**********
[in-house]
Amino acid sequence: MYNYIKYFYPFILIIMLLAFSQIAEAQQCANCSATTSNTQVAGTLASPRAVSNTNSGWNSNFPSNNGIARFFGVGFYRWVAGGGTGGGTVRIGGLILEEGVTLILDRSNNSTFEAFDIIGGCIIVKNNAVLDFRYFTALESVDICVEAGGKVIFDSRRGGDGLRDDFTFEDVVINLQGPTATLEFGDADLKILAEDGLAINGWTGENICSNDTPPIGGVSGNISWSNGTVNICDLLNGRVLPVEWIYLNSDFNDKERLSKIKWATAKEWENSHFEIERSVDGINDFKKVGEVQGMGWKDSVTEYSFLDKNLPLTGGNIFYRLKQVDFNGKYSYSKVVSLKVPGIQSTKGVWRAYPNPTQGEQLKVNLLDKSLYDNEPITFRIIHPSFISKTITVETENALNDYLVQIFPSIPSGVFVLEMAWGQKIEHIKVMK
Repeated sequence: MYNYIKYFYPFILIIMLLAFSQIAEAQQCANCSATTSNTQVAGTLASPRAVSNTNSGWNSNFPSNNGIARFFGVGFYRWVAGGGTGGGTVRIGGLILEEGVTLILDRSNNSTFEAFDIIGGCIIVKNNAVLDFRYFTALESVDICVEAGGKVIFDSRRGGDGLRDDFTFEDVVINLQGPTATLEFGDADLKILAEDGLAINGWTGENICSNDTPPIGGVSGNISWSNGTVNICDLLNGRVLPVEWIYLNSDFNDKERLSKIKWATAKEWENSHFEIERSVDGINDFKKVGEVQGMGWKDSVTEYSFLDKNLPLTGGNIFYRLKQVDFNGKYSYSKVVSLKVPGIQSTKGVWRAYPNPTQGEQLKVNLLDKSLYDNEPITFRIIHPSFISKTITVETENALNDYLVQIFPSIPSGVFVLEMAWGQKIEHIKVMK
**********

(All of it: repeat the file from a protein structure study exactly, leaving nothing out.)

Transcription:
[in-house]
Amino acid sequence: MYNYIKYFYPFILIIMLLAFSQIAEAQQCANCSATTSNTQVAGTLASPRAVSNTNSGWNSNFPSNNGIARFFGVGFYRWVAGGGTGGGTVRIGGLILEEGVTLILDRSNNSTFEAFDIIGGCIIVKNNAVLDFRYFTALESVDICVEAGGKVIFDSRRGGDGLRDDFTFEDVVINLQGPTATLEFGDADLKILAEDGLAINGWTGENICSNDTPPIGGVSGNISWSNGTVNICDLLNGRVLPVEWIYLNSDFNDKERLSKIKWATAKEWENSHFEIERSVDGINDFKKVGEVQGMGWKDSVTEYSFLDKNLPLTGGNIFYRLKQVDFNGKYSYSKVVSLKVPGIQSTKGVWRAYPNPTQGEQLKVNLLDKSLYDNEPITFRIIHPSFISKTITVETENALNDYLVQIFPSIPSGVFVLEMAWGQKIEHIKVMK
Repeated sequence: MYNYIKYFYPFILIIMLLAFSQIAEAQQCANCSATTSNTQVAGTLASPRAVSNTNSGWNSNFPSNNGIARFFGVGFYRWVAGGGTGGGTVRIGGLILEEGVTLILDRSNNSTFEAFDIIGGCIIVKNNAVLDFRYFTALESVDICVEAGGKVIFDSRRGGDGLRDDFTFEDVVINLQGPTATLEFGDADLKILAEDGLAINGWTGENICSNDTPPIGGVSGNISWSNGTVNICDLLNGRVLPVEWIYLNSDFNDKERLSKIKWATAKEWENSHFEIERSVDGINDFKKVGEVQGMGWKDSVTEYSFLDKNLPLTGGNIFYRLKQVDFNGKYSYSKVVSLKVPGIQSTKGVWRAYPNPTQGEQLKVNLLDKSLYDNEPITFRIIHPSFISKTITVETENALNDYLVQIFPSIPSGVFVLEMAWGQKIEHIKVMK